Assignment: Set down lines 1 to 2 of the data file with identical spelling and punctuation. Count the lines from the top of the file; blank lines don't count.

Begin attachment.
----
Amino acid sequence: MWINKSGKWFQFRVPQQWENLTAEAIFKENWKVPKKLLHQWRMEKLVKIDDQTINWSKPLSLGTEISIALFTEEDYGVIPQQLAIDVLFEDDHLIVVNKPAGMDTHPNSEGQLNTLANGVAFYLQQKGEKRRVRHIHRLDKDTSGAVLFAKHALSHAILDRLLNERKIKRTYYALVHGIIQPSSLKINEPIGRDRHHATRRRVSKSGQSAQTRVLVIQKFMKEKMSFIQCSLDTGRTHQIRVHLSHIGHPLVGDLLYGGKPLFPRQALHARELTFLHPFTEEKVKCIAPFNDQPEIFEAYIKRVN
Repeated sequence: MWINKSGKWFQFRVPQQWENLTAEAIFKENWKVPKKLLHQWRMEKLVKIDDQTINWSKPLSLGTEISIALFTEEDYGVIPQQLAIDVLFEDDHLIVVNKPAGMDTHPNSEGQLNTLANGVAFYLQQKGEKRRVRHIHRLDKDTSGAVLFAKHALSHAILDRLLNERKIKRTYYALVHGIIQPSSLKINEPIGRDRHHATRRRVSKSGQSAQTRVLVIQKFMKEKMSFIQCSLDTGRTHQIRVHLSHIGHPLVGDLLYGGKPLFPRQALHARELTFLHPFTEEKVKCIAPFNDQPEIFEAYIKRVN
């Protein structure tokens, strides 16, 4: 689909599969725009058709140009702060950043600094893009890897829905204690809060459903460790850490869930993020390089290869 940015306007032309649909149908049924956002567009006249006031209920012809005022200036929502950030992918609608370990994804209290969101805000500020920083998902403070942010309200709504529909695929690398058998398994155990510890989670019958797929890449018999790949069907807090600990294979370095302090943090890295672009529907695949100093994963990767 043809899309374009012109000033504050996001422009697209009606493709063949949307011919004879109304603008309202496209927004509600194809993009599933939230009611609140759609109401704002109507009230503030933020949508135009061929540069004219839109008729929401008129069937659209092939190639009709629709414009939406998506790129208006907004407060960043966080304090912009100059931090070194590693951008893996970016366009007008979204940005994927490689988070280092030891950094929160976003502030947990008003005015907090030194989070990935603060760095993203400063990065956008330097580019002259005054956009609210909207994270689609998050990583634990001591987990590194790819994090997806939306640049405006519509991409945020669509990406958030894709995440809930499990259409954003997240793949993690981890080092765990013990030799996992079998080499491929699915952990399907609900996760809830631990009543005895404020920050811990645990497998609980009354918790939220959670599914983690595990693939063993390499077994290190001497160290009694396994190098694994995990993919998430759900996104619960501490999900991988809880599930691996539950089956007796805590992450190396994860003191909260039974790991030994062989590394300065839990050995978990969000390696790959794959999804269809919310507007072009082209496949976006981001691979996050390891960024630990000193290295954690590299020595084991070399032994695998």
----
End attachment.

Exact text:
Amino acid sequence: MWINKSGKWFQFRVPQQWENLTAEAIFKENWKVPKKLLHQWRMEKLVKIDDQTINWSKPLSLGTEISIALFTEEDYGVIPQQLAIDVLFEDDHLIVVNKPAGMDTHPNSEGQLNTLANGVAFYLQQKGEKRRVRHIHRLDKDTSGAVLFAKHALSHAILDRLLNERKIKRTYYALVHGIIQPSSLKINEPIGRDRHHATRRRVSKSGQSAQTRVLVIQKFMKEKMSFIQCSLDTGRTHQIRVHLSHIGHPLVGDLLYGGKPLFPRQALHARELTFLHPFTEEKVKCIAPFNDQPEIFEAYIKRVN
Repeated sequence: MWINKSGKWFQFRVPQQWENLTAEAIFKENWKVPKKLLHQWRMEKLVKIDDQTINWSKPLSLGTEISIALFTEEDYGVIPQQLAIDVLFEDDHLIVVNKPAGMDTHPNSEGQLNTLANGVAFYLQQKGEKRRVRHIHRLDKDTSGAVLFAKHALSHAILDRLLNERKIKRTYYALVHGIIQPSSLKINEPIGRDRHHATRRRVSKSGQSAQTRVLVIQKFMKEKMSFIQCSLDTGRTHQIRVHLSHIGHPLVGDLLYGGKPLFPRQALHARELTFLHPFTEEKVKCIAPFNDQPEIFEAYIKRVN